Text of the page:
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Tour de France 2019: Dylan Teuns wins Stage 6 on La Planche Des Belles Filles, but Giulio Ciccone takes yellow

Martin James
11 Jul 2019

Bahrain-Merida rider takes the stage, but Ciccone ends the day smiling despite Alaphilippe's heroics approaching the line

Image credit: Eurosport

Dylan Teuns (Bahrain Merida) outlasted fellow breakaway compatriot Giulio Ciccone (Trek-Segafredo) on the brutal final kilometre of La Planche Des Belles Filles to claim victory at the end of a punishing Stage 6 of the 2019 Tour de France.

However, Ciccone's effort was enough to take the yellow jersey from the shoulders of Julian Alaphilippe (Deceuninck-QuickStep) by just 6 seconds despite a heroic effort in the final kilometre that left all but Ineos's Geraint Thomas of the race favourites floundering in the dust.

Ciccone finished 11 seconds behind Belgian Teuns, but the 6 bonus seconds he gained for second place ended up making literally all the difference. Another rider involved in the day's main break, Xandro Meurisse (Wanty-Gobert) was third, but Thomas showed strength where it mattered to push on as the line approached. In the end Thibaut Pinot (Groupama-FdJ) was fifth, just passing his compatriot Alaphilippe on the line.

But in reality it was Alaphilippe who was the real hero, attacking just when all eyes were looking to the likes of Romain Bardet (AG2R), Egan Bernal (Ineos), Nairo Quintana (Movistar) and Vincenzo Nibali (Bahrain-Merida). Sadly, though, it wasn't quite enough to hold on to yellow.

And with that in mind, Thomas made huge strides towards retaining his Tour title with a quietly dominant performance, producing speed when it mattered to put time into all his rivals.

How it unfolded

After five days of entertaining racing, the 2019 Tour presented its first serious test for those looking to stand on the final podium in Paris with a 160.5km test culminating in an ascent of the first-category La Planche des Belles Filles.

It’s a climb the Tour has visited before, most recently in 2017, but for this year the organisers have tacked on an extra kilometre of steep climbing at the end on gravel, with the climb now topping out at an altitude of 1,140m.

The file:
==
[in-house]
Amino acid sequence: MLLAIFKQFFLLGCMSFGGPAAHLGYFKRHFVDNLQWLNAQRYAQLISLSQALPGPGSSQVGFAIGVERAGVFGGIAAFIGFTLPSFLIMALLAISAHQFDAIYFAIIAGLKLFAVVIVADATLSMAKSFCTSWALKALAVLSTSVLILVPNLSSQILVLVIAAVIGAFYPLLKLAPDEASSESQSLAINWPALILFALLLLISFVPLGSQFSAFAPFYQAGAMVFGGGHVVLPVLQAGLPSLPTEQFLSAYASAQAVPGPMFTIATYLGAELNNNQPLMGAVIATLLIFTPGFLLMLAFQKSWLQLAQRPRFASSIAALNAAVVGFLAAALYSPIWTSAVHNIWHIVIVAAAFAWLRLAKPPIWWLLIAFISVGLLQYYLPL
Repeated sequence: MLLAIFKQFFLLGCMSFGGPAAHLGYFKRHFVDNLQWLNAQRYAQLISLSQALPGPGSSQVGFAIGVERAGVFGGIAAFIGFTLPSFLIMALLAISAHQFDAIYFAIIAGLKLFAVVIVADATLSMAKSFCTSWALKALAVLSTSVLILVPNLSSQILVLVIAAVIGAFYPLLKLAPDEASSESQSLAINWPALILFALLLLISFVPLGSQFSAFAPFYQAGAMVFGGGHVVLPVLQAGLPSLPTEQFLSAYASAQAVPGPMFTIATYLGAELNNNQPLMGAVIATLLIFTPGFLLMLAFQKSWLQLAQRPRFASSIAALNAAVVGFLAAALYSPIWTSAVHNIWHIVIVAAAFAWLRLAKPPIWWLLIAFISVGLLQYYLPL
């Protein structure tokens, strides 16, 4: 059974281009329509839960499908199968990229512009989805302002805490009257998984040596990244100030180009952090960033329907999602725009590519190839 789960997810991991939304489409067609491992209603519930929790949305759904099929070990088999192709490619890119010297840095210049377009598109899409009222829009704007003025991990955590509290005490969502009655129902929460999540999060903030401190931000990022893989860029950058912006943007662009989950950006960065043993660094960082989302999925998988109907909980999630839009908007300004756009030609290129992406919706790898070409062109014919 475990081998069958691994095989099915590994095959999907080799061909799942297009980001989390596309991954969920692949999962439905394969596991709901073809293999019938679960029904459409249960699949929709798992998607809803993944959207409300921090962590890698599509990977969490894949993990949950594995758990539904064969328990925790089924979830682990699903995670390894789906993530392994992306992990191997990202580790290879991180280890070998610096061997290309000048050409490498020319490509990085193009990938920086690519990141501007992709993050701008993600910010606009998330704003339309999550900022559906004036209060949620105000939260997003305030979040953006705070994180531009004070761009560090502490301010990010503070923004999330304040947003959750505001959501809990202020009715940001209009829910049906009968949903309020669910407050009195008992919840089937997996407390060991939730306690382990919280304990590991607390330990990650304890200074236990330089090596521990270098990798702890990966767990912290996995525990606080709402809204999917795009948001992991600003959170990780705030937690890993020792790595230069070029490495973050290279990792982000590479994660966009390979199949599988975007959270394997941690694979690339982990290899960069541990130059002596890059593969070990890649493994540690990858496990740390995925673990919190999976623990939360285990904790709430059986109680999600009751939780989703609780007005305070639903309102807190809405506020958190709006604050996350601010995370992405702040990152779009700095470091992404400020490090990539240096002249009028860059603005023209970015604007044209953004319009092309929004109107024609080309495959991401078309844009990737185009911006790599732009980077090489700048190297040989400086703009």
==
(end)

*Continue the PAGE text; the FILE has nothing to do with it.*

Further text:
Given the difficulty of the final week, and the fact that the next summit finish only comes next weekend with the ascent of the mighty Tourmalet, the Tour wouldn’t be won on La Planche des Belles Filles.

But the GC hopefuls also knew a bad day today could leave them well adrift of their main rivals with more than two weeks still to race.

And with a further six categorised climbs to contend with across the stage, it’s fair to say the race had a different feel to it as the peloton headed out of Mulhouse at the start of the day.

Despite the busy day of climbing to come, it wasn’t long before a group of 14 hopefuls set off down the road, eager to build a gap on the flat roads before the intermediate sprint on 29km.

And build a gap they did, quickly going past 5 minutes before the peloton behind showed any interest in minding the gap.

At the sprint at Linthal, Andrea Pasqualon (Wanty-Gobert) came past Nils Politt (Katusha-Alpecin) on the line to take the points, André Greipel popping up in third for Arkea-Samsic.

With that it was onto the first of three 1st category ascents on the menu, the climb of Le Markstein (10.8km at 5.4%). By now the gap was upwards of 7 minutes, the lieutenants of Team Ineos and Deceuninck-QuickStep riding on the front but unwilling to put down too many watts with so much hard work to come.

Unsurprisingly given the mountains points on offer for the day, the polka dot jersey of Tim Wellens (Lotto-Soudal) was present in the break for the second day running, this time with teammate Thomas De Gendt for company.

Also present was Giro mountains jersey winner Ciccone, clearly interested in picking up some points himself. And with a deficit of less than two minutes to yellow jersey holder Alaphilippe, who surely saw the outside chance of ending the day in the maillot jaune.